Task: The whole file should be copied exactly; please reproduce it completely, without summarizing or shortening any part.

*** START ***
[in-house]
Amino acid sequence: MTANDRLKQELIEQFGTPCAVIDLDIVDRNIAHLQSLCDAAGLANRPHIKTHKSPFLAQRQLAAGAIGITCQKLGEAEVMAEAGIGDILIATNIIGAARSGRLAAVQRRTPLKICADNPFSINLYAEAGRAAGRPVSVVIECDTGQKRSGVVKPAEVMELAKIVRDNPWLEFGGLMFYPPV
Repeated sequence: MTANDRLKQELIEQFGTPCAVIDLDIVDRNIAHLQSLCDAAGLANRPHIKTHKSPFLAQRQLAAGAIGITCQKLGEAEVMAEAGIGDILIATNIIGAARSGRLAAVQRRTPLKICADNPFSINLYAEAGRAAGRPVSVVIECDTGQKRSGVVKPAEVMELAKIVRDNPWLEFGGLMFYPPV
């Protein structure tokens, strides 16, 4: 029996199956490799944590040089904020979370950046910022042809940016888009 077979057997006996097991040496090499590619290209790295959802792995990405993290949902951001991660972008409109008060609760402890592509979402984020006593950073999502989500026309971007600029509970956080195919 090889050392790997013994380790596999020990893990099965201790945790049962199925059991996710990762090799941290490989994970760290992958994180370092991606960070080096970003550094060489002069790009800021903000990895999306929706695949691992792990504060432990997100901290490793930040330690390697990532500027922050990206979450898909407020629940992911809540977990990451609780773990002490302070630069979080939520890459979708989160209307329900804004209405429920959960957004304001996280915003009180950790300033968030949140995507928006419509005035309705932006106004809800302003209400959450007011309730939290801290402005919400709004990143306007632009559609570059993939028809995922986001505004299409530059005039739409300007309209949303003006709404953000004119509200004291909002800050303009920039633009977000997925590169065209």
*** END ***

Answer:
[in-house]
Amino acid sequence: MTANDRLKQELIEQFGTPCAVIDLDIVDRNIAHLQSLCDAAGLANRPHIKTHKSPFLAQRQLAAGAIGITCQKLGEAEVMAEAGIGDILIATNIIGAARSGRLAAVQRRTPLKICADNPFSINLYAEAGRAAGRPVSVVIECDTGQKRSGVVKPAEVMELAKIVRDNPWLEFGGLMFYPPV
Repeated sequence: MTANDRLKQELIEQFGTPCAVIDLDIVDRNIAHLQSLCDAAGLANRPHIKTHKSPFLAQRQLAAGAIGITCQKLGEAEVMAEAGIGDILIATNIIGAARSGRLAAVQRRTPLKICADNPFSINLYAEAGRAAGRPVSVVIECDTGQKRSGVVKPAEVMELAKIVRDNPWLEFGGLMFYPPV
């Protein structure tokens, strides 16, 4: 029996199956490799944590040089904020979370950046910022042809940016888009 077979057997006996097991040496090499590619290209790295959802792995990405993290949902951001991660972008409109008060609760402890592509979402984020006593950073999502989500026309971007600029509970956080195919 090889050392790997013994380790596999020990893990099965201790945790049962199925059991996710990762090799941290490989994970760290992958994180370092991606960070080096970003550094060489002069790009800021903000990895999306929706695949691992792990504060432990997100901290490793930040330690390697990532500027922050990206979450898909407020629940992911809540977990990451609780773990002490302070630069979080939520890459979708989160209307329900804004209405429920959960957004304001996280915003009180950790300033968030949140995507928006419509005035309705932006106004809800302003209400959450007011309730939290801290402005919400709004990143306007632009559609570059993939028809995922986001505004299409530059005039739409300007309209949303003006709404953000004119509200004291909002800050303009920039633009977000997925590169065209």